Only The Sangfroid

Mark is of fair average intelligence, who is neither perverse, nor morbid or suspicious of mind, nor avid for scandal. He does live in an ivory tower.

These are his draft thoughts…

To-to-to Totoro… Review of the Studio Ghibli showcase


It’s not implausible to imagine that most people are only familiar with anime because of Studio Ghibli.  Few companies have done more to promote Japanese animation to larger audiences, and the success was realised in 2002 when Spirited Away won the Academy Award for best animated feature.  Studio Ghibli is having a hiatus following the retirement of Hayao Miyazaki, and so Dendy Cinemas hosted a showcase of four films and two documentaries.

Grave of the Fireflies (1988)

What is it about atrocities that draw our attention and imagination?  Grave of the Fireflies is set during WWII in Japan.  A young boy, Seita, cares for his younger sister, Setsuko, when the firebombing of his village results in the death of their mother.  Forced to flee, Seita takes Setsuko to live with their father’s sister.  When things don’t work out with their aunt, they decide to camp out by themselves, stealing food, scrounging, and struggling with Setsuko’s creeping illness.  From the western perspective, the big story of Japan in WWII is the dropping of the H-bomb.  The enormity of the event eclipses the fact that people were dying of starvation in Japan throughout the war.

It’s this thought which pervades a lot of contemporary discussion about atrocities.  The number of people who died on 9/11 was far fewer than the number of people who died that day from malnutrition.  The number of people who died when the plane was shot down over Ukraine was far fewer than the number of women killed by their partners.  But we don’t respond to these disasters clinically and dispassionately.  Social hurt isn’t a by-the-numbers affair, and the sheer brutality of the Hiroshima and Nagasaki bombings simply shocks our sensibilities far more than ordinary death by starvation.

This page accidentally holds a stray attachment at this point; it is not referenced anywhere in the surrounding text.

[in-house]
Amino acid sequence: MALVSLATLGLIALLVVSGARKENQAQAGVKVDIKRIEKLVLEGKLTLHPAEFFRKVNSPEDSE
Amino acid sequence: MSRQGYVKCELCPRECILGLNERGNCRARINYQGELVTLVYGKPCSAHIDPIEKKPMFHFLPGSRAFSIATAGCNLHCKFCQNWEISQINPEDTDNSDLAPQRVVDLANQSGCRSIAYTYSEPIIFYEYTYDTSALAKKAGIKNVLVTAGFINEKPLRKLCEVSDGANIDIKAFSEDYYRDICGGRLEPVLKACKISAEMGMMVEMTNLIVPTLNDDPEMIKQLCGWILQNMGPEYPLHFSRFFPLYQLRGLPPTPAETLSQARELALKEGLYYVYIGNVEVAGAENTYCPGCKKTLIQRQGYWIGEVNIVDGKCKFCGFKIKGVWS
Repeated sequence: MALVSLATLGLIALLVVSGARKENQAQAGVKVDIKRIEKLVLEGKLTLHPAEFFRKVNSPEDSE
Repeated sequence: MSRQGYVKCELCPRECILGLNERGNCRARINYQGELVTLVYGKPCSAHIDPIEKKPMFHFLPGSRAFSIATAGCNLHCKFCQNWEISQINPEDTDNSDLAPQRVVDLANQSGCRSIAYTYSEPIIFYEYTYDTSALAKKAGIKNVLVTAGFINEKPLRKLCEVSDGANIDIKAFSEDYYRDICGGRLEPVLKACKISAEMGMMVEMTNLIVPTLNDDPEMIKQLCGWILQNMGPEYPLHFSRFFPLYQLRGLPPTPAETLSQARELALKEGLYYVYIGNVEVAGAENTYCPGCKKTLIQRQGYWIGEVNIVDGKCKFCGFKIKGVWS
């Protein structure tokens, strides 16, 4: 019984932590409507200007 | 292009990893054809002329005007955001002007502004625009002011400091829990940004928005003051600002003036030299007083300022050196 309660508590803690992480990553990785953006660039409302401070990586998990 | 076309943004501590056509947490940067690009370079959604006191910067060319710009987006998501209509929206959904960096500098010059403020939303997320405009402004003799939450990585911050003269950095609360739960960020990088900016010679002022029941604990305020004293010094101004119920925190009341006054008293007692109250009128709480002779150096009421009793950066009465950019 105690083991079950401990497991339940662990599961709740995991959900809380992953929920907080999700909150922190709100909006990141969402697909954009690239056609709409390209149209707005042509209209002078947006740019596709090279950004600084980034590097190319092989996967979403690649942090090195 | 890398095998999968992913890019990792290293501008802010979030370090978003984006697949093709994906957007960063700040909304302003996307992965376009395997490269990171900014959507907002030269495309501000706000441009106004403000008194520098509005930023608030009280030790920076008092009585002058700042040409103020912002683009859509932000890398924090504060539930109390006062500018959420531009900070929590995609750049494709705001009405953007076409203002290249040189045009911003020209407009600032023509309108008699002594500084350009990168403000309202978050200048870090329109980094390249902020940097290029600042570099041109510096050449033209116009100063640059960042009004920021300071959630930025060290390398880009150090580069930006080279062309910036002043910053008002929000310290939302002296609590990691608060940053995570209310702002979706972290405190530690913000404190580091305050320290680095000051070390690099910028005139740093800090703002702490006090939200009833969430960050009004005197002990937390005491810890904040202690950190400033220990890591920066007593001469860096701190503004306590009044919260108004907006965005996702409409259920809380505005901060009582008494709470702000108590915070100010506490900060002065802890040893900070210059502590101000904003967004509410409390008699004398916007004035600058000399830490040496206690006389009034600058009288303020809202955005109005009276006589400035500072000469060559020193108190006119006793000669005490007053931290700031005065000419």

From another standpoint, this is a film about how social relations broke down during the war.  Seita and Setsuko die because they can’t resolve the disagreement with their aunt.  The aunt is clearly horrid, but Seita is proud.  At what point could Seita swallow his pride and go back to his aunt?  By the time Setsuko is dying — when he needs his family the most — he is least able to admit that he was incapable of looking after her.  From the moment that Seita allows his aunt to sell his mother’s clothing, the inevitable tension between family members unravels and Seita has utterly no power to seek redress against his aunt.  We expect younger generations to take responsibility and mature quickly, yet we deny them any power to protect their interests against exploitation.  The older generations therefore have a responsibility to create a meaningful, supportive framework that allows younger generations to control their destinies, in turn creating an obligation for the younger generations to respect and maintain them.  The aunt’s failure to do so has no negative impact upon her life — the younger generation ends up paying for her failure.

My Neighbour Totoro (1988)

To-to-ro Totoro.  I don’t understand a goddamn thing about this movie and yet I still love it.  CATBUS.